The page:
Engaging with the sector – ESRC Festival of Social Science

On 10th November VICTAR and VIEW collaborated to host a workshop entitled ‘Supporting young people with vision impairment through post-16 transition’. This event was arranged as part of the ESRC Festival of Social Science.

Various professionals who have contributed to the Longitudinal Transitions Study and provided teaching support for the MQ programme were invited to attend the event, which was held at Impact Hub Birmingham. The purpose of the event was to present our findings from the ongoing longitudinal study and to discuss the appropriate response of the sector to these findings.

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The event was chaired by VICTAR co-director, Mike McLinden.

The afternoon commenced with a presentation from Graeme Douglas and Rachel Hewett (VICTAR) and Sue Keil (VIEW) who discussed some of the key findings from both the Longitudinal Transition Study and a RNIB Freedom of Information Request of Local Authority specialist services. The presentation focused on the role of specialist services in preparing young people with vision impairment for adulthood, whilst acknowledging the conflicting pressures which local authorities face due to a narrowing of the curriculum and budget constraints.

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Sue Keil presenting findings from the RNIB Freedom of Information request

The second presentation came from Kay Wrench who reflected back on her thirty years’ experience working as a qualified teacher of children and young people with vision impairment (QTVI). She emphasised the importance of QTVIs using their time resource wisely, such as equipping schools to produce materials in alternative formats to allow the QTVI to focus on working with children and young people with vision impairment to develop important skills such as self-advocacy, mobility and assistive technology skills.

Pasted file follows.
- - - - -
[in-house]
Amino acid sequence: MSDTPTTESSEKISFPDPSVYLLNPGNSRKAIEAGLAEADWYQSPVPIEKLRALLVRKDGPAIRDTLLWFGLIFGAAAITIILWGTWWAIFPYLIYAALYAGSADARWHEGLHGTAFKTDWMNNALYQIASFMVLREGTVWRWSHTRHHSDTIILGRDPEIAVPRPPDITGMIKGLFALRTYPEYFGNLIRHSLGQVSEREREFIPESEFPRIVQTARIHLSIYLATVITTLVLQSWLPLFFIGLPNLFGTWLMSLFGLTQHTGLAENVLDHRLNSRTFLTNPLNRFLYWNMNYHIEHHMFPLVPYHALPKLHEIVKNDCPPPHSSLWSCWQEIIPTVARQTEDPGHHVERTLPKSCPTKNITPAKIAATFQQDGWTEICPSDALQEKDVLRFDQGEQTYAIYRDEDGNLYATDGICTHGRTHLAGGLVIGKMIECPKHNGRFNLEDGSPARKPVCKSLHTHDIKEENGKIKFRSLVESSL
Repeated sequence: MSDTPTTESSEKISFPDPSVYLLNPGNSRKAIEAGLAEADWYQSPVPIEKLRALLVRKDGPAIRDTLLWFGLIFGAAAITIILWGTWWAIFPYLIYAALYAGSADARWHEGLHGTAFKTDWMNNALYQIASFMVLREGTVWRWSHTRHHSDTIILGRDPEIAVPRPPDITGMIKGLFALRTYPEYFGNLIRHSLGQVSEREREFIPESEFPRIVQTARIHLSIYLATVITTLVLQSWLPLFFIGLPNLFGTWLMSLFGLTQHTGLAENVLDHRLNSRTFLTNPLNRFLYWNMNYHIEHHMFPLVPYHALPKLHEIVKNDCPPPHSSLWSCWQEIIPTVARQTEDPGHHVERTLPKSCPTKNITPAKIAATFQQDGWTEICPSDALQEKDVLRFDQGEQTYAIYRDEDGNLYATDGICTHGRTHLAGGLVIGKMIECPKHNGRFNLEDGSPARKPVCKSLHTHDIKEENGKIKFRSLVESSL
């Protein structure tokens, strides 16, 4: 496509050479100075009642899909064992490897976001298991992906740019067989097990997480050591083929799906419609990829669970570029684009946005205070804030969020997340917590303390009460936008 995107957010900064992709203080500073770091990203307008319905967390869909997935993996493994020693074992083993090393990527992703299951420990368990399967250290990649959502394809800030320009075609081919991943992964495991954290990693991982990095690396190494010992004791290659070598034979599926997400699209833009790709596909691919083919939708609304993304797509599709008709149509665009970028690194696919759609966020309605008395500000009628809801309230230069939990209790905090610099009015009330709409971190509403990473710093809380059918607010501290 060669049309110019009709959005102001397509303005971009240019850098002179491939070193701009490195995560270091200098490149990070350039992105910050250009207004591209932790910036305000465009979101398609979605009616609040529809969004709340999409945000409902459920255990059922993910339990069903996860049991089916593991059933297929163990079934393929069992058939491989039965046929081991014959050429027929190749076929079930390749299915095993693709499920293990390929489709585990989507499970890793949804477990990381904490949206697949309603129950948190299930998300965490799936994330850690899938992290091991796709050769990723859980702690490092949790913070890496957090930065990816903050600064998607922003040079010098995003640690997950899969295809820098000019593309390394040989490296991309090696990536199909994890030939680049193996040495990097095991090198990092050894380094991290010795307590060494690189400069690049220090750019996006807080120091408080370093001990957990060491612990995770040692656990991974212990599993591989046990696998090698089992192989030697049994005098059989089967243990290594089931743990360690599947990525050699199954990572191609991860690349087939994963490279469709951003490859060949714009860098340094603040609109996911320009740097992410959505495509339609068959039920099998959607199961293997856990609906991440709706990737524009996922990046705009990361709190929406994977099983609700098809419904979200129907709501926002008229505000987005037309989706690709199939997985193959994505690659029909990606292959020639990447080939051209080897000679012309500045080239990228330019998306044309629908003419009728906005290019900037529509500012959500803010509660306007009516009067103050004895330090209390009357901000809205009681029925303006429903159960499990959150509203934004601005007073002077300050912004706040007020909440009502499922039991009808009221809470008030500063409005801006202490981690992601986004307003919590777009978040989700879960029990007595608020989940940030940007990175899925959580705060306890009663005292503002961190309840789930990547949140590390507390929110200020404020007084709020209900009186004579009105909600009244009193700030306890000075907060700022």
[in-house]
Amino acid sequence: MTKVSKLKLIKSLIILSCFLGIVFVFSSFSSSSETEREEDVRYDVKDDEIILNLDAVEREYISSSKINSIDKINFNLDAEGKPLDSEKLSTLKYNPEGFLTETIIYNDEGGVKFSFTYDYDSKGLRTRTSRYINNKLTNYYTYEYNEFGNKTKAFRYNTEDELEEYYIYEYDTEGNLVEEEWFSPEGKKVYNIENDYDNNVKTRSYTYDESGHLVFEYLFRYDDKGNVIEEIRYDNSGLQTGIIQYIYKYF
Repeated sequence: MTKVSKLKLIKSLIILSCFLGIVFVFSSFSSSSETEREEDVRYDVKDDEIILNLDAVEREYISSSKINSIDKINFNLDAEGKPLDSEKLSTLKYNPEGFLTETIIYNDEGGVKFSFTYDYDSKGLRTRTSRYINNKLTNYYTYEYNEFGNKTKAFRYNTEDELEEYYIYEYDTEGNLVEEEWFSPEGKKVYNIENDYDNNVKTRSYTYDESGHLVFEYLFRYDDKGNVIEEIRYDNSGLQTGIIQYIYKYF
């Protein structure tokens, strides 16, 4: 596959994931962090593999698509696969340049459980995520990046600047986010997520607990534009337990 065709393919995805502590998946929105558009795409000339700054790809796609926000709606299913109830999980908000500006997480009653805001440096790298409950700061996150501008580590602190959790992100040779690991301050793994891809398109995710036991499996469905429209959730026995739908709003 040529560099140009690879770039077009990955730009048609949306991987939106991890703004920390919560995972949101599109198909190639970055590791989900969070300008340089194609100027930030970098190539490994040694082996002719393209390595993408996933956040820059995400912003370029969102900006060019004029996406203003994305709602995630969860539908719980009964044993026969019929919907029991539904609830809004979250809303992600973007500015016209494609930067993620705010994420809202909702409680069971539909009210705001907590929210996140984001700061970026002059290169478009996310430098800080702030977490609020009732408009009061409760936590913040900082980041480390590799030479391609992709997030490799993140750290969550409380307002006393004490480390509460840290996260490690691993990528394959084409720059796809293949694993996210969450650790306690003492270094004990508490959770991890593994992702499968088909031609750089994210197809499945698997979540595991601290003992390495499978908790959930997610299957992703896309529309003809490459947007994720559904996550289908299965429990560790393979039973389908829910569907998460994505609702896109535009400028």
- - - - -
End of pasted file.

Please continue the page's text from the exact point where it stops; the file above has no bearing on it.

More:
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Kay Wrench

Lucy Dixon from RNIB followed by sharing information about a sector wide campaign which is set to highlight dwindling specialist support services for children and young people with vision impairment, and to expose the negative impact that this has on young people with vision impairment being able to fulfill their potential and to live and work independently when adults. Further information about this campaign can be found on the RNIB website.

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Lucy Dixon

The second half of the afternoon allowed opportunity for discussion in small groups and for delegates to provide their thoughts and reflections on the issues raised. Those who attended contributed enthusiastically, drawing upon their wealth of experience working in both educational and voluntary sectors.

The afternoon was concluded by Rory Cobb from VIEW who drew together the main points of these discussions. The outcomes of these will be summarised and shared on the VIEW website for consideration by other QTVIs, and will also guide important discussions between VICTAR, VIEW and members of the steering group for the longitudinal transitions study over the coming months and years.

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We would like to thank ESRC for providing funding to support this event, Impact Hub Birmingham for hosting the event and the delegates who engaged with the workshop with such enthusiasm.

Rachel Hewett

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Thank you to Rory Cobb and Sue Keil

On Friday the 20th October 2017 Rory and Sue both retired from RNIB – combined, they had contributed over 50 years of work to RNIB and the field of vison impairment education.  They have done this with great skill, openness, friendliness, good humour and passion. Thank you both, and very best wishes for a happy and healthy retirement!